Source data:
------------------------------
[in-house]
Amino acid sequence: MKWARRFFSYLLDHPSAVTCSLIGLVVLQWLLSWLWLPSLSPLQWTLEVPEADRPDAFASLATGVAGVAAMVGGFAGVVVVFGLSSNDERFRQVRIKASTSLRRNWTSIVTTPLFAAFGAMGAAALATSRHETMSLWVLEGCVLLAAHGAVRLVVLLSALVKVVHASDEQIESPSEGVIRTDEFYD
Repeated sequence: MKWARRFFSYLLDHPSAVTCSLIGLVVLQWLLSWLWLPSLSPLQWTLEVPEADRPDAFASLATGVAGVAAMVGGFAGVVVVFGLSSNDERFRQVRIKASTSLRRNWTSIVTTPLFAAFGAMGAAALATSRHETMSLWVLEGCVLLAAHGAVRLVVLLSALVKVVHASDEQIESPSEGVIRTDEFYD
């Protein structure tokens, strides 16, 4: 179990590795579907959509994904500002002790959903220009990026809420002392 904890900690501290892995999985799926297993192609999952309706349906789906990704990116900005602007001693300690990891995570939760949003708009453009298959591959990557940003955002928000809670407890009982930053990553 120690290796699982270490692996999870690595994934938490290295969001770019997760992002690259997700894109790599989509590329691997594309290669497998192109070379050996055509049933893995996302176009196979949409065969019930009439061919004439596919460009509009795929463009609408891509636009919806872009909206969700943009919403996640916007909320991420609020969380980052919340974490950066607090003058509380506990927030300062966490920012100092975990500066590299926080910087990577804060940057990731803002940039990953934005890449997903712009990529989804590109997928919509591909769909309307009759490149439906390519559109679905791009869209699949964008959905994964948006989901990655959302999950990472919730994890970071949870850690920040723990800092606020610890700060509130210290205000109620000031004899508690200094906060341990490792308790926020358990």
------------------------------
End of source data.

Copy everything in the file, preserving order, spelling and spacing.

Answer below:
[in-house]
Amino acid sequence: MKWARRFFSYLLDHPSAVTCSLIGLVVLQWLLSWLWLPSLSPLQWTLEVPEADRPDAFASLATGVAGVAAMVGGFAGVVVVFGLSSNDERFRQVRIKASTSLRRNWTSIVTTPLFAAFGAMGAAALATSRHETMSLWVLEGCVLLAAHGAVRLVVLLSALVKVVHASDEQIESPSEGVIRTDEFYD
Repeated sequence: MKWARRFFSYLLDHPSAVTCSLIGLVVLQWLLSWLWLPSLSPLQWTLEVPEADRPDAFASLATGVAGVAAMVGGFAGVVVVFGLSSNDERFRQVRIKASTSLRRNWTSIVTTPLFAAFGAMGAAALATSRHETMSLWVLEGCVLLAAHGAVRLVVLLSALVKVVHASDEQIESPSEGVIRTDEFYD
């Protein structure tokens, strides 16, 4: 179990590795579907959509994904500002002790959903220009990026809420002392 904890900690501290892995999985799926297993192609999952309706349906789906990704990116900005602007001693300690990891995570939760949003708009453009298959591959990557940003955002928000809670407890009982930053990553 120690290796699982270490692996999870690595994934938490290295969001770019997760992002690259997700894109790599989509590329691997594309290669497998192109070379050996055509049933893995996302176009196979949409065969019930009439061919004439596919460009509009795929463009609408891509636009919806872009909206969700943009919403996640916007909320991420609020969380980052919340974490950066607090003058509380506990927030300062966490920012100092975990500066590299926080910087990577804060940057990731803002940039990953934005890449997903712009990529989804590109997928919509591909769909309307009759490149439906390519559109679905791009869209699949964008959905994964948006989901990655959302999950990472919730994890970071949870850690920040723990800092606020610890700060509130210290205000109620000031004899508690200094906060341990490792308790926020358990």